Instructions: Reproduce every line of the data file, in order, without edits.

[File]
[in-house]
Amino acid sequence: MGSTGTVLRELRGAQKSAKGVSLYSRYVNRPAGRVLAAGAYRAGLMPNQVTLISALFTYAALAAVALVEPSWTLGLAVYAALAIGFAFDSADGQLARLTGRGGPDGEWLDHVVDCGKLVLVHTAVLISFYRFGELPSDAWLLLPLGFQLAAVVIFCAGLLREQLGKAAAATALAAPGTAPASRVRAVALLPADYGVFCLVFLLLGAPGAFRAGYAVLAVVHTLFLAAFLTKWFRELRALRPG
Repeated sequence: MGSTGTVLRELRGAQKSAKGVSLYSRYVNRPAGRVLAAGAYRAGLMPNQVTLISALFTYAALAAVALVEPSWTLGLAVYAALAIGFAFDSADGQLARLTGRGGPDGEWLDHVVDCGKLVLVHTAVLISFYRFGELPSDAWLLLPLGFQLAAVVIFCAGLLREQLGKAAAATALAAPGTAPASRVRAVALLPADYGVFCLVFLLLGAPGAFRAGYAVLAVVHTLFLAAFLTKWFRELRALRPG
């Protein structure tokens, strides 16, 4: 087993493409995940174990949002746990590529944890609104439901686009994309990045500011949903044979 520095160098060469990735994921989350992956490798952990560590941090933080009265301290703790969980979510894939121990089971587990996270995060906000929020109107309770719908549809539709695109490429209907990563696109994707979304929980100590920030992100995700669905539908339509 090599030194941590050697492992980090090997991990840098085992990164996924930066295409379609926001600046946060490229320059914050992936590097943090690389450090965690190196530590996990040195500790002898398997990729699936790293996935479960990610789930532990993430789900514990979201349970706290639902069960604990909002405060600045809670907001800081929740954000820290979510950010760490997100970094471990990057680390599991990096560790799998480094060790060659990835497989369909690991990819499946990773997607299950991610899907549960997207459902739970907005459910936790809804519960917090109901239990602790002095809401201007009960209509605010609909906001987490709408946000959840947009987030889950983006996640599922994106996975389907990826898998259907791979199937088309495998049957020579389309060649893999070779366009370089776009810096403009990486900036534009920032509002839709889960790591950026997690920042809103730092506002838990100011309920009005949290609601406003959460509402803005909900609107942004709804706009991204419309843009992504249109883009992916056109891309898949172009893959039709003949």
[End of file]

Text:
[in-house]
Amino acid sequence: MGSTGTVLRELRGAQKSAKGVSLYSRYVNRPAGRVLAAGAYRAGLMPNQVTLISALFTYAALAAVALVEPSWTLGLAVYAALAIGFAFDSADGQLARLTGRGGPDGEWLDHVVDCGKLVLVHTAVLISFYRFGELPSDAWLLLPLGFQLAAVVIFCAGLLREQLGKAAAATALAAPGTAPASRVRAVALLPADYGVFCLVFLLLGAPGAFRAGYAVLAVVHTLFLAAFLTKWFRELRALRPG
Repeated sequence: MGSTGTVLRELRGAQKSAKGVSLYSRYVNRPAGRVLAAGAYRAGLMPNQVTLISALFTYAALAAVALVEPSWTLGLAVYAALAIGFAFDSADGQLARLTGRGGPDGEWLDHVVDCGKLVLVHTAVLISFYRFGELPSDAWLLLPLGFQLAAVVIFCAGLLREQLGKAAAATALAAPGTAPASRVRAVALLPADYGVFCLVFLLLGAPGAFRAGYAVLAVVHTLFLAAFLTKWFRELRALRPG
């Protein structure tokens, strides 16, 4: 087993493409995940174990949002746990590529944890609104439901686009994309990045500011949903044979 520095160098060469990735994921989350992956490798952990560590941090933080009265301290703790969980979510894939121990089971587990996270995060906000929020109107309770719908549809539709695109490429209907990563696109994707979304929980100590920030992100995700669905539908339509 090599030194941590050697492992980090090997991990840098085992990164996924930066295409379609926001600046946060490229320059914050992936590097943090690389450090965690190196530590996990040195500790002898398997990729699936790293996935479960990610789930532990993430789900514990979201349970706290639902069960604990909002405060600045809670907001800081929740954000820290979510950010760490997100970094471990990057680390599991990096560790799998480094060790060659990835497989369909690991990819499946990773997607299950991610899907549960997207459902739970907005459910936790809804519960917090109901239990602790002095809401201007009960209509605010609909906001987490709408946000959840947009987030889950983006996640599922994106996975389907990826898998259907791979199937088309495998049957020579389309060649893999070779366009370089776009810096403009990486900036534009920032509002839709889960790591950026997690920042809103730092506002838990100011309920009005949290609601406003959460509402803005909900609107942004709804706009991204419309843009992504249109883009992916056109891309898949172009893959039709003949």